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Power Outage Could Reduce Norway’s Gas Supply to Europe Again

The Nyhamna plant in Norway is unavailable for natural gas processing due to a power outage with an uncertain duration at the onshore facility, data from Norwegian gas system operator Gassco showed early on Tuesday afternoon local time.

A total of 33.8 million cubic meters (mcm) out of the plant’s 79.8 mcm of technical capacity were not available as of 3 p.m. local time, with early Wednesday morning provisionally indicated as the end of the outage.

The outage comes after the Nyhamna plant was offline for several days in early June after the Sleipner hub offshore Norway was shut down.  

The Sleipner Riser offshore hub is a connection point for pipelines connecting the Nyhamna plant on the west coast of Norway with the Easington terminal in the UK.  

The unplanned outage highlighted the vulnerability of Europe relying on natural gas imports as Norway became Europe’s top gas supplier after the Russian invasion of Ukraine and the slump in Russian gas exports to the EU.

The Sleipner hub outage sent the Dutch TTF Natural Gas Futures, the benchmark for Europe’s gas trading, surging by 10% on a single day on June 3, to the highest level in six months.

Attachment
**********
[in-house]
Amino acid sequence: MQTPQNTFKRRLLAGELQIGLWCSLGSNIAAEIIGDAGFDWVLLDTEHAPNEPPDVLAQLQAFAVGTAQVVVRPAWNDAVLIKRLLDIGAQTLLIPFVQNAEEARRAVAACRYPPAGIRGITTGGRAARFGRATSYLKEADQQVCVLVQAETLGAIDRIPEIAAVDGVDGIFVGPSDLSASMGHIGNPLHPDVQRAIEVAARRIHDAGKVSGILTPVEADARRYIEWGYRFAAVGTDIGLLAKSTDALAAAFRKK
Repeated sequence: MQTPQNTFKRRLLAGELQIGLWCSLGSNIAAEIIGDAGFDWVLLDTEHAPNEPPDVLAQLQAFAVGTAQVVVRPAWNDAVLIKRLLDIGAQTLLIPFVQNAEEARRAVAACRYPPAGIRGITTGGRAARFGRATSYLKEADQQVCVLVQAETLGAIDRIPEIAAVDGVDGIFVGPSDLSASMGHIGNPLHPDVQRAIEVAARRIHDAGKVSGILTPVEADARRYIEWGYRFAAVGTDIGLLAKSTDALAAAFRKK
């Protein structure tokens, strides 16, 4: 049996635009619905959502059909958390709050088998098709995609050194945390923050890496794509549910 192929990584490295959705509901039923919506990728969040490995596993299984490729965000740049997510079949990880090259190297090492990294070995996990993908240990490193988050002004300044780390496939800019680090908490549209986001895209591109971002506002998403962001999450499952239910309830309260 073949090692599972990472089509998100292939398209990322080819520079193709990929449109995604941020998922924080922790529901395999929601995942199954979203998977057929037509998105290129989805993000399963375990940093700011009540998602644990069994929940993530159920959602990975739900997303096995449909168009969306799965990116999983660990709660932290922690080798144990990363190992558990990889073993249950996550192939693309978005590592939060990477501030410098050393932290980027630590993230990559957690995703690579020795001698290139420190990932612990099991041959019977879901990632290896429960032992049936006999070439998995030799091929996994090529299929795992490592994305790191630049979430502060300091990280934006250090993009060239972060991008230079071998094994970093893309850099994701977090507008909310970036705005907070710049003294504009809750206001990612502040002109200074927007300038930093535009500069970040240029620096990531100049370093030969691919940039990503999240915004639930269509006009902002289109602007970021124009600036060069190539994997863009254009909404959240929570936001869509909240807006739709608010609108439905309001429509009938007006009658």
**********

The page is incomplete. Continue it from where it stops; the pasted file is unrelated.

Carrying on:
The repair work on Sleipner Riser has been completed, Gassco said on June 7, and flows to the Easington terminal in the UK were restored.

Supply risks continue to pressure upward European benchmark gas prices, which have already jumped on two occasions this month as the market feared supply shocks.

One was the result of the Sleipner Riser outage, and the other was a 3% increase in the middle of last week, after German energy giant Uniper terminated its Russian gas supply contracts, leaving the market concerned about the remaining flows of gas from Russia to Europe.

The announcement from Uniper and the recent warning from OMV that Gazprom could halt gas supply to Austria due to a foreign court ruling that could interrupt OMV payments to Gazprom Export, rekindled concerns about whether Russian supply would be further limited by Gazprom.

By Charles Kennedy for Oilprice.com

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